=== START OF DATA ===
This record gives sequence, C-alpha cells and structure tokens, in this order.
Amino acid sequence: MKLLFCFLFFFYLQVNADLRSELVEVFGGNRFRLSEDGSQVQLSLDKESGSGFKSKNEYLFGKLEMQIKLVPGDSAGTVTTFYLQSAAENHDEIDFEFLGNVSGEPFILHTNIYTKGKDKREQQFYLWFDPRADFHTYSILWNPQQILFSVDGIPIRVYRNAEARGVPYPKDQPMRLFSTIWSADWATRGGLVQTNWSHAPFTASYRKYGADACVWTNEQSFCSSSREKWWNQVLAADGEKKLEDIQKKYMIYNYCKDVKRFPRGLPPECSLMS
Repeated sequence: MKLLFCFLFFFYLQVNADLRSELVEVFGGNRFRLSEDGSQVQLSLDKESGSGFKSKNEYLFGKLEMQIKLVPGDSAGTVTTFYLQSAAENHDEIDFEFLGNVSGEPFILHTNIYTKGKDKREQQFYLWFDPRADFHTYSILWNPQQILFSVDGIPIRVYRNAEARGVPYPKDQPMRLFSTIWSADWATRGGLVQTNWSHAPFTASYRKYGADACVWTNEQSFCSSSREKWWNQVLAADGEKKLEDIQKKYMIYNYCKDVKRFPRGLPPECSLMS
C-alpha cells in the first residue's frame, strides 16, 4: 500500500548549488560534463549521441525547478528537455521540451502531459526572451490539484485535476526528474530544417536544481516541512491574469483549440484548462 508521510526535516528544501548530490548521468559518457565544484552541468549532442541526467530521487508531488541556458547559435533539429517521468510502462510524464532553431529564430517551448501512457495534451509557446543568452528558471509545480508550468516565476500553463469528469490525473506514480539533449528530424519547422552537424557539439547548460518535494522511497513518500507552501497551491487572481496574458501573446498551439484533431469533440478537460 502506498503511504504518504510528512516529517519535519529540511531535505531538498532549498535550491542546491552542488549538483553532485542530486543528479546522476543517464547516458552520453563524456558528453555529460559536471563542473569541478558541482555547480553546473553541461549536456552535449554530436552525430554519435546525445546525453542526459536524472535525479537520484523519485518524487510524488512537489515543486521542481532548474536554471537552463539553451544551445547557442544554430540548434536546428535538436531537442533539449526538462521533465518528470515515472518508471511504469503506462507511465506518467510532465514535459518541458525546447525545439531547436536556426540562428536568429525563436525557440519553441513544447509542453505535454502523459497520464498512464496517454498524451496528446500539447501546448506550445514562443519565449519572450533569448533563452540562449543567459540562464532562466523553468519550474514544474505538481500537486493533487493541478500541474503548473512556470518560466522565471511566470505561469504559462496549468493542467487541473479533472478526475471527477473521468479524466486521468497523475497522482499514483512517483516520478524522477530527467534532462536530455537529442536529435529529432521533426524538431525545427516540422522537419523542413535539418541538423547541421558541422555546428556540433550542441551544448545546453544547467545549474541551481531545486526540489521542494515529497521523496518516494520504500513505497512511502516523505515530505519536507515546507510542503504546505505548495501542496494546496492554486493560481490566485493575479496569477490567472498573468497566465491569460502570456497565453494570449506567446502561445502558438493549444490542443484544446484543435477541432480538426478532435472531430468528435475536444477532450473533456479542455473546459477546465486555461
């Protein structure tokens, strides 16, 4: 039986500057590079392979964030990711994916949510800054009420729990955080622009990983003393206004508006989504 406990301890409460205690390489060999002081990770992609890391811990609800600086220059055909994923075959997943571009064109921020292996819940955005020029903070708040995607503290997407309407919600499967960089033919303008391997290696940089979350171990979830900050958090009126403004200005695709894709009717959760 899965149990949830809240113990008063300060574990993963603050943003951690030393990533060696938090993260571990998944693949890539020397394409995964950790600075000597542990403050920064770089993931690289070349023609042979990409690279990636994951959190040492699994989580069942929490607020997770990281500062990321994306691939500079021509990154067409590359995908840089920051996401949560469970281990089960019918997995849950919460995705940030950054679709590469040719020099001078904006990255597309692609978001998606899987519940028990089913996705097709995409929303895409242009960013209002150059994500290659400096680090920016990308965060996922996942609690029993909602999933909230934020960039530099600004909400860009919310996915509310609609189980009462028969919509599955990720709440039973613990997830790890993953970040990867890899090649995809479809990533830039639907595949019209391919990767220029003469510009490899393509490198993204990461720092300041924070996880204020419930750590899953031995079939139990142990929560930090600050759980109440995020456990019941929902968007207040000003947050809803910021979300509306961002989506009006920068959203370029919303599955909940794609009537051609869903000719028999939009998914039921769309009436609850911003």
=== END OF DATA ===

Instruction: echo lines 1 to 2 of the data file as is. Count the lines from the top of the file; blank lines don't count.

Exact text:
This record gives sequence, C-alpha cells and structure tokens, in this order.
Amino acid sequence: MKLLFCFLFFFYLQVNADLRSELVEVFGGNRFRLSEDGSQVQLSLDKESGSGFKSKNEYLFGKLEMQIKLVPGDSAGTVTTFYLQSAAENHDEIDFEFLGNVSGEPFILHTNIYTKGKDKREQQFYLWFDPRADFHTYSILWNPQQILFSVDGIPIRVYRNAEARGVPYPKDQPMRLFSTIWSADWATRGGLVQTNWSHAPFTASYRKYGADACVWTNEQSFCSSSREKWWNQVLAADGEKKLEDIQKKYMIYNYCKDVKRFPRGLPPECSLMS